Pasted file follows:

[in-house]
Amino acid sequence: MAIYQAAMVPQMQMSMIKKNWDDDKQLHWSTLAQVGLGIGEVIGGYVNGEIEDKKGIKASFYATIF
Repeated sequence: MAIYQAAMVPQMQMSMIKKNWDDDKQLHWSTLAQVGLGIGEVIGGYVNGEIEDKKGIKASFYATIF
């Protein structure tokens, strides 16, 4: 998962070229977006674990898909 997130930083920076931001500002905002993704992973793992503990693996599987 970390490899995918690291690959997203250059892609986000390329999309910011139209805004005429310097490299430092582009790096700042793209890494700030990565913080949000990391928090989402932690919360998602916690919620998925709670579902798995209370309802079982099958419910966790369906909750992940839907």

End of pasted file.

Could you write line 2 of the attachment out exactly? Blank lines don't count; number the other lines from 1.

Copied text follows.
Amino acid sequence: MAIYQAAMVPQMQMSMIKKNWDDDKQLHWSTLAQVGLGIGEVIGGYVNGEIEDKKGIKASFYATIF